Obituary: Robert Vaughan

Robert Vaughan, antiquarian bookseller: born Llanarvon-Yn-Ial, Denbighshire 17 January 1923; married 1955 Colleen Hubbard; died Stratford-upon-Avon 27 June 1994.

ROBERT VAUGHAN enjoyed two successful careers, the first as a theatrical manager and the second as an antiquarian bookseller.

Born in a tiny village in Denbighshire where his father was headmaster, he was educated at Ruthin School, near Mold. It was at first intended that he should become a doctor, but quite early in his study of medicine he found that the physical aspects of a doctor's life, the over-close acquaintance with blood and internal organs, were not for him, and he resolved instead to work in the theatre.

He was fortunate enough to get a job at the Old Vic, but soon reached the conclusion that he would not excel as an actor. He therefore turned to administration. He managed one of HM Tennent's companies, and went on to work in similar capacities for George and Alfred Black and later for Toby Rowland.

In 1963 he and his wife Colleen, who gave up a career as a dancer when the couple married in 1955, moved to Stratford-upon-Avon, where he became manager of the Royal Shakespeare Company. He served a term as Chairman of the Stage Management Association and sat on various Arts Council committees concerned with the training of arts administrators and theatre technicians. Policy disagreements at the RSC caused him to resign in 1976, to devote his time to bookselling.

Himself a book-collector of long standing, Vaughan had occasionally sold items from his collection when necessity demanded. He found, as others have done before and since, that in terms of price there can be a big difference between buying and selling. Taking the view that if you couldn't beat them you should join them, he became a part-time bookseller in 1953. Thereafter, from various addresses in and around London, he had traded by catalogue, and with collectors and dealers who visited his home by appointment. His stock then was almost exclusively confined to first editions of the 19th century and to good English literature in general. From the earliest days, fine condition was a hallmark of his books.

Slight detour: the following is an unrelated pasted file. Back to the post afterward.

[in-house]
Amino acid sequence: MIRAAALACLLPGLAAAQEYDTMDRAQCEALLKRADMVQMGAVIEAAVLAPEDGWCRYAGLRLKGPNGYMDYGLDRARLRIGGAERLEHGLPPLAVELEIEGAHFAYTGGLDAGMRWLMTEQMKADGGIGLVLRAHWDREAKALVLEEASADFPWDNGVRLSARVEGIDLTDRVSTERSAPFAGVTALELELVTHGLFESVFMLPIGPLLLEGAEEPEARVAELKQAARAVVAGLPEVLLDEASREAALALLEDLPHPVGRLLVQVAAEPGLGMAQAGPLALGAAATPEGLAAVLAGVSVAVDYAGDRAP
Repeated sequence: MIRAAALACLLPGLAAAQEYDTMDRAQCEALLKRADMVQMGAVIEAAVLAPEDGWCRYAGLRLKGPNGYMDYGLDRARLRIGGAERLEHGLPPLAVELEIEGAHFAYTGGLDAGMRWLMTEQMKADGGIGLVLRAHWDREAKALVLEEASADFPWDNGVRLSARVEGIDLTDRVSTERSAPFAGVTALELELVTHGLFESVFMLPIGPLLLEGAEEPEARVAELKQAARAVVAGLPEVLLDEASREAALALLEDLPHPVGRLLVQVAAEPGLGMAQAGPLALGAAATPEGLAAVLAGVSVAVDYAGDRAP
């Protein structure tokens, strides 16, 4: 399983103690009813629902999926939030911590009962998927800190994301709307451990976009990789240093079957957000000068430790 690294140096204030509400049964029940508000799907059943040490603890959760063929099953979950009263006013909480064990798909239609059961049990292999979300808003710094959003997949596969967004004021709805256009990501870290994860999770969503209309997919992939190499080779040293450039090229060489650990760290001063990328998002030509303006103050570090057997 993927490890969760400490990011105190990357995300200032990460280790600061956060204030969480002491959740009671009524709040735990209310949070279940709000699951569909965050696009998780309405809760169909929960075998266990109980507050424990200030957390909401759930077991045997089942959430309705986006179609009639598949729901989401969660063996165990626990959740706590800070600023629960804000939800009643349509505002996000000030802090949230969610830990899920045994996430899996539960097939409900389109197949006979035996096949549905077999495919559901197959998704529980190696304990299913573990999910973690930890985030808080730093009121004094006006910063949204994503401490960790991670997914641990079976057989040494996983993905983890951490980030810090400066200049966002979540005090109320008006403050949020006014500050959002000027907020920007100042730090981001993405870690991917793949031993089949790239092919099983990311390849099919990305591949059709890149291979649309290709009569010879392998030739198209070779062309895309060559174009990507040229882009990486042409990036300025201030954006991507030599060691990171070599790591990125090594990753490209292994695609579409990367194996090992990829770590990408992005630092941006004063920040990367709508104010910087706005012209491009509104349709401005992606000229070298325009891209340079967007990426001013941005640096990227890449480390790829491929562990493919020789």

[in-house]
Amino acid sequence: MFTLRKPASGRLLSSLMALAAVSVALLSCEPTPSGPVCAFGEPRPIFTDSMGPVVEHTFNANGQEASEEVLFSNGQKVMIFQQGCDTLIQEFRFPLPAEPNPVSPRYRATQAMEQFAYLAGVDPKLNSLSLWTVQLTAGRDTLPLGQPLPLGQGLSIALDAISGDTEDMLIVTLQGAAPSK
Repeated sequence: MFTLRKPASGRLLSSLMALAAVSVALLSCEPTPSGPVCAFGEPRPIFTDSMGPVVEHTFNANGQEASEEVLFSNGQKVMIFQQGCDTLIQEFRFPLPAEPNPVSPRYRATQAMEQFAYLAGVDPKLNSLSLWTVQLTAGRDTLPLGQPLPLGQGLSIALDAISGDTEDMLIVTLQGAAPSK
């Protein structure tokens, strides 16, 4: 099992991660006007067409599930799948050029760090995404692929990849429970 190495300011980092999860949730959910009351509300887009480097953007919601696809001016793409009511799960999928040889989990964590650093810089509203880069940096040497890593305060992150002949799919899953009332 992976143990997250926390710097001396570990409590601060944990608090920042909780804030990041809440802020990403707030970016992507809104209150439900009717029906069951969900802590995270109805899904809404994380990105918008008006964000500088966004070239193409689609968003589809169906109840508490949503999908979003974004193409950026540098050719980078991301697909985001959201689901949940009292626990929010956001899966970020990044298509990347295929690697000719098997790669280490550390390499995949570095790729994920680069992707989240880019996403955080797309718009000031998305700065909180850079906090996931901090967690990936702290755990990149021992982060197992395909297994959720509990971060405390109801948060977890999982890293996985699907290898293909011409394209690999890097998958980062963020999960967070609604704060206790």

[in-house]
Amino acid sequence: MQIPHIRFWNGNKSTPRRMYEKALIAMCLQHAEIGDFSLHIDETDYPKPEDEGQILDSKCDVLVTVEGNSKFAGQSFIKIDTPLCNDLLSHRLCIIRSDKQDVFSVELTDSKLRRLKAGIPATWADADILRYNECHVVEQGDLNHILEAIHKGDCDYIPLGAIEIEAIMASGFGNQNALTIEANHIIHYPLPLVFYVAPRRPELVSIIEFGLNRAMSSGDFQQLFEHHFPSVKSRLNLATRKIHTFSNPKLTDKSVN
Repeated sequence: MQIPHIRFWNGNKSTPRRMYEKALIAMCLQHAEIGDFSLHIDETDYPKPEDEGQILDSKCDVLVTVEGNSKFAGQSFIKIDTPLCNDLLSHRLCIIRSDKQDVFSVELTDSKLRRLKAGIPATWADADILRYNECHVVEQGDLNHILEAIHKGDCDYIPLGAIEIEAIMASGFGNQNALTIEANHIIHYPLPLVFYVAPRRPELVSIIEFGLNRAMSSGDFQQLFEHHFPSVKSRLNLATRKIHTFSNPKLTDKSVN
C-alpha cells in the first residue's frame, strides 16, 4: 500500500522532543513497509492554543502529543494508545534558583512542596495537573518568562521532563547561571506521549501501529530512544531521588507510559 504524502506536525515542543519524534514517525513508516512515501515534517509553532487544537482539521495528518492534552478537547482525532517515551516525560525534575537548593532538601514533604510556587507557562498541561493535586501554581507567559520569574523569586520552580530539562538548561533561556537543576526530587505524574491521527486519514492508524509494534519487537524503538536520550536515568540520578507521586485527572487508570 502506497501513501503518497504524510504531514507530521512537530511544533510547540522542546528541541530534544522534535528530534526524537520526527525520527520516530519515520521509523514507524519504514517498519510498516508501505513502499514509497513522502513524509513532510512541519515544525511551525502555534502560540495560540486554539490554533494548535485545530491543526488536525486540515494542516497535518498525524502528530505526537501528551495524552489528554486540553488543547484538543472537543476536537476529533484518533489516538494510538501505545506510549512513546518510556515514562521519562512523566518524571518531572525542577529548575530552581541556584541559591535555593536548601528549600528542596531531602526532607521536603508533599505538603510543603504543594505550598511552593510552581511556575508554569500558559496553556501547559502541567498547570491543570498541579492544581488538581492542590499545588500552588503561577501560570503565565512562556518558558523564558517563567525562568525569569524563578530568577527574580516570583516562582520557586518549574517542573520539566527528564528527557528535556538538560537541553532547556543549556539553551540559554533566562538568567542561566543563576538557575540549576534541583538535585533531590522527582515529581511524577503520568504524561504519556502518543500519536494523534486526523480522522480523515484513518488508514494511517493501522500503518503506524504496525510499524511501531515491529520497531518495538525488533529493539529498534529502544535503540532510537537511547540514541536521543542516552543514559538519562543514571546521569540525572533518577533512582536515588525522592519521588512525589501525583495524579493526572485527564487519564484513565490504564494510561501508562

When he and Colleen opened a shop in Stratford, just a few hundred yards from the Shakespeare Memorial Theatre, it was natural to add to the general English literature a strong section of Shakespeare studies and, in time, Robert Vaughan became arguably the world's leading specialist in that field, with collectors and librarians from all over the globe beating a path, if not to his door, then certainly to his letter-box. Those who visited his premises can bear witness to the fact that, unusually for a bookshop, they were preternaturally tidy and astonishingly free from dust. As one competitor remarked of the stock, 'Every book was interesting. Every book was worth reading.'

Vaughan played a full part in the Antiquarian Booksellers' Association, serving on its Committee for many years and acting as its President from 1988 to 1990. During his term of office, his diplomatic skills and his unfailing courtesy stood him in good stead. In a trade not noted for sartorial elegance, he stood out by being always immaculately dressed. Whether in a dark suit to conduct an annual general meeting or in less formal attire on a motoring holiday in a warm climate, he always presented a band-box appearance. His expertise and integrity were widely respected by his colleagues as well as by his customers. His wife survives him and the business will continue.

Latest stories from i100
Have you tried new the Independent Digital Edition apps?
Independent Dating
and  

By clicking 'Search' you
are agreeing to our
Terms of Use.

iJobs Job Widget
iJobs People

HR Manager - London - £40,000 + bonus

£32000 - £40000 per annum + bonus: Ashdown Group: HR Manager (Generalist) -Old...